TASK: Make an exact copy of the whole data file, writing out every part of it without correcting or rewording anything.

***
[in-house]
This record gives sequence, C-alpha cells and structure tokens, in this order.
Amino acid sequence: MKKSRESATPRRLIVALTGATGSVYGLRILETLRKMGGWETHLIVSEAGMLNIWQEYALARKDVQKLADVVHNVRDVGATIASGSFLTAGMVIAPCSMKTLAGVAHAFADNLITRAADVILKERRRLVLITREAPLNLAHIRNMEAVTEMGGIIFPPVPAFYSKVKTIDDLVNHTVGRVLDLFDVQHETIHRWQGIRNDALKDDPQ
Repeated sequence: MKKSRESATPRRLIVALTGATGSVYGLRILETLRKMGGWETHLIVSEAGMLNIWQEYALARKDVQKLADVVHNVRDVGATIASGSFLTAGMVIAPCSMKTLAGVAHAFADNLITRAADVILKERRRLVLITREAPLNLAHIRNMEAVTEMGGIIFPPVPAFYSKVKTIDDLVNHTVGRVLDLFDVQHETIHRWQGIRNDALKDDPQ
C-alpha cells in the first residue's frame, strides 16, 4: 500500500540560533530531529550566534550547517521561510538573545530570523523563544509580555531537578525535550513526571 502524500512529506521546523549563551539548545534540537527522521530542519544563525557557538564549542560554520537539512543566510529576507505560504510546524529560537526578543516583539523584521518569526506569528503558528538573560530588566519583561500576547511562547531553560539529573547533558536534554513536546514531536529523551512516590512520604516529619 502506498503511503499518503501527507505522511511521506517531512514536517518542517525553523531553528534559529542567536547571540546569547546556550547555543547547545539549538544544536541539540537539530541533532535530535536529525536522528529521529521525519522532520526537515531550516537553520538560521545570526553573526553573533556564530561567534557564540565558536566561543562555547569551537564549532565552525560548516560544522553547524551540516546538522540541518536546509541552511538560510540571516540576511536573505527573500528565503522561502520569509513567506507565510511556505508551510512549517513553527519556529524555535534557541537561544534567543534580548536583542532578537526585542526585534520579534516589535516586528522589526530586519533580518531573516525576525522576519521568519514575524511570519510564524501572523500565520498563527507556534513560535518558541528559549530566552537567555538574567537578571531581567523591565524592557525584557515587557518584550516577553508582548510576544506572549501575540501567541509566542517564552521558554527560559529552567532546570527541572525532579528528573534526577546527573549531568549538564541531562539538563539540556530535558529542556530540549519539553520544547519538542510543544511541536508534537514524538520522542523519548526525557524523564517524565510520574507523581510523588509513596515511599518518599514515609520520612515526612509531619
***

[in-house]
This record gives sequence, C-alpha cells and structure tokens, in this order.
Amino acid sequence: MKKSRESATPRRLIVALTGATGSVYGLRILETLRKMGGWETHLIVSEAGMLNIWQEYALARKDVQKLADVVHNVRDVGATIASGSFLTAGMVIAPCSMKTLAGVAHAFADNLITRAADVILKERRRLVLITREAPLNLAHIRNMEAVTEMGGIIFPPVPAFYSKVKTIDDLVNHTVGRVLDLFDVQHETIHRWQGIRNDALKDDPQ
Repeated sequence: MKKSRESATPRRLIVALTGATGSVYGLRILETLRKMGGWETHLIVSEAGMLNIWQEYALARKDVQKLADVVHNVRDVGATIASGSFLTAGMVIAPCSMKTLAGVAHAFADNLITRAADVILKERRRLVLITREAPLNLAHIRNMEAVTEMGGIIFPPVPAFYSKVKTIDDLVNHTVGRVLDLFDVQHETIHRWQGIRNDALKDDPQ
C-alpha cells in the first residue's frame, strides 16, 4: 500500500540560533530531529550566534550547517521561510538573545530570523523563544509580555531537578525535550513526571 502524500512529506521546523549563551539548545534540537527522521530542519544563525557557538564549542560554520537539512543566510529576507505560504510546524529560537526578543516583539523584521518569526506569528503558528538573560530588566519583561500576547511562547531553560539529573547533558536534554513536546514531536529523551512516590512520604516529619 502506498503511503499518503501527507505522511511521506517531512514536517518542517525553523531553528534559529542567536547571540546569547546556550547555543547547545539549538544544536541539540537539530541533532535530535536529525536522528529521529521525519522532520526537515531550516537553520538560521545570526553573526553573533556564530561567534557564540565558536566561543562555547569551537564549532565552525560548516560544522553547524551540516546538522540541518536546509541552511538560510540571516540576511536573505527573500528565503522561502520569509513567506507565510511556505508551510512549517513553527519556529524555535534557541537561544534567543534580548536583542532578537526585542526585534520579534516589535516586528522589526530586519533580518531573516525576525522576519521568519514575524511570519510564524501572523500565520498563527507556534513560535518558541528559549530566552537567555538574567537578571531581567523591565524592557525584557515587557518584550516577553508582548510576544506572549501575540501567541509566542517564552521558554527560559529552567532546570527541572525532579528528573534526577546527573549531568549538564541531562539538563539540556530535558529542556530540549519539553520544547519538542510543544511541536508534537514524538520522542523519548526525557524523564517524565510520574507523581510523588509513596515511599518518599514515609520520612515526612509531619